Post-It With Question Mark On Carpeting

Most homeowners in Colorado are diligent when it comes to having their carpets and air ducts cleaned. A growing number are also becoming aware of the importance of dryer vent cleaning. And that is a very good thing that will ultimately lead to fewer house fires. But one area where local diligence is sometimes lacking is upholstery cleaning. In some cases, it's just a matter of people not realizing how dirty upholstery can actually get. While in other cases the homeowner is reluctant to have the upholstery cleaned because they have heard and perhaps bought into, some of the many persistent myths circulating about upholstery cleaning. In this post, we're going to look at some of those myths.

Don’t Buy Into These Upholstery Cleaning Myths

Those of us at Steve’s Carpet Care have been cleaning upholstery for local homeowners for years. In that time we’ve dealt with all kinds of furniture, all kinds of fabrics and stains and we’ve been asked questions related to a number of persistent upholstery cleaning myths. Here are the most common myths we encounter:

Myth: Dry cleaning is the best way to clean your upholstery

We often encounter clients who mention that they’ve been dry cleaning their upholstery for some time but stopped because it seemed to be causing damage. When we ask them why they were dry cleaning their upholstery they typically respond that they thought they were supposed to.

So let’s start this list by saying that, while dry cleaning may be recommended in a few isolated circumstances, it is not recommended in most cases. Dry cleaning can damage the appearance and feel of some fabrics and can cause the color to run in others. The best way to proceed is to call Steve’s and let our pros determine the right way to clean your upholstery.

Myth: The cleaning tag is the law

We’re trained to look at the tag on things to discern the best method for cleaning them. And this is just as true for upholstery as it is for suits and dresses. But the tag on the upholstery is not usually there to provide specific instructions. Its role is really more about informing you of potential problems and indicating how you may head off compromising the colors involved.

They almost never say "do this". Instead, they say something like "avoid this type of cleaner", or they'll just indicate what isn’t safe to use. The best way to determine exactly which method of cleaning is best for your upholstery is to let the pros from Steve’s Carpet Care have a look at it. We’ll tell you exactly what the potential issues are and precisely which method should be used to clean it.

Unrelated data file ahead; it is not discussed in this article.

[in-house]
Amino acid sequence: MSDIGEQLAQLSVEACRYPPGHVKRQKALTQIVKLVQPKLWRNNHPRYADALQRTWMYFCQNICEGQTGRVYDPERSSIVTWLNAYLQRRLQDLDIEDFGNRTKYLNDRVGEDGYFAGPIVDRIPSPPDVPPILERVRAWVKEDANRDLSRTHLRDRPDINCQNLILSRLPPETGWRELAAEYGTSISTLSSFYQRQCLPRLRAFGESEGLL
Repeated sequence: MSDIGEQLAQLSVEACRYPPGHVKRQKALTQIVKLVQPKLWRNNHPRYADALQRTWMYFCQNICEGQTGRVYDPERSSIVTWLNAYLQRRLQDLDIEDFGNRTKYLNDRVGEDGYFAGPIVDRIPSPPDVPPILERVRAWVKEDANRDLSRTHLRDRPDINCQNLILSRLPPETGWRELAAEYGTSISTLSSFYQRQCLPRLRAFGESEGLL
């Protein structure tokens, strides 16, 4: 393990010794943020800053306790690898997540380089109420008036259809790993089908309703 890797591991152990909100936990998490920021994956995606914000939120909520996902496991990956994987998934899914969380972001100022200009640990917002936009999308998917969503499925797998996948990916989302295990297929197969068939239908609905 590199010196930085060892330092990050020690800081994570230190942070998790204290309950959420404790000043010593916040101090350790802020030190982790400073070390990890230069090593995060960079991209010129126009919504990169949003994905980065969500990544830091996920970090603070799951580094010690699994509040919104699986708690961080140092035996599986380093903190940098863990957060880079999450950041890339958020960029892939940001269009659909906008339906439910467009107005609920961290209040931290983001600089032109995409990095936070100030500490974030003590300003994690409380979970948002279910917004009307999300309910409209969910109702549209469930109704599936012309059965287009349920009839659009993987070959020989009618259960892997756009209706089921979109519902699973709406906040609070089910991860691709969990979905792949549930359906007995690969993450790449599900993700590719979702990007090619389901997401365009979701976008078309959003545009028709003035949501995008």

Myth: Hot water is always best

And the hotter the better according to this myth. The idea that you should always use scalding hot water is a myth with uncertain origins. But it’s been around a long time and has resulted in lots of ruined upholstery. The truth is that certain synthetic fabrics like olefin will indeed respond best to very hot water. Others will be best served by our steam cleaning service.

Some types, however, need to be cleaned with solvents only. These include many organic fabrics like cotton, silk and denim. Other fabrics can be cleaned with water but hot water isn’t always the right answer. The best way to protect your upholstery is to enlist the services of a professional cleaning service with lots of experience. Like Steve’s.

Myth: You can’t hurt it if it’s not organic

The myth that synthetic fabrics are basically impervious to damage from improper cleaning has caused lots of homeowners to have their furniture reupholstered. The fact is that any type of fabric is susceptible to bleeding if cleaned improperly. Some synthetics can also have their texture damaged if the wrong cleaning method is used.

They wind up with crimps and waves across the surface that won’t straighten back out no matter what you do. The bottom line is that nylon and some other synthetics are very durable and do a decent job standing up to different cleaning methods. But even they have limits on how far you can push them before they start to manifest damage.

Myth: The sun will clean it for you

This one is a doozy and we encounter it more often than we’d care to admit. Somehow the myth developed that if you really want to get your upholstery clean all you need to do is drag your chair out into the sunlight and let it sit for an hour or so. Hard to know where to begin when debunking this one. So let’s start by saying “not true”.

While sunlight may kill some bacteria hiding in the fabric it will do nothing to actually clean the upholstery. That is, remove dirt and stains from it. Nothing. Also, exposing upholstery to direct, intense sunlight is going to bleach any colors. In addition, leaving it outside means all manner of airborne dirt, dust, debris, and other pollutants are going to settle onto it. The end result being that your upholstery will be much dirtier by the time you drag the chair back inside.

Conclusion

You wouldn’t think so many strange myths would grow up around the practice of upholstery cleaning. But they have, and they’ve cost plenty of homeowners plenty of money and created plenty of heartache as treasured furniture has been ruined. The best way to clean your upholstery is to turn the job over to professionals with long years of experience dealing with every imaginable type of fabric.

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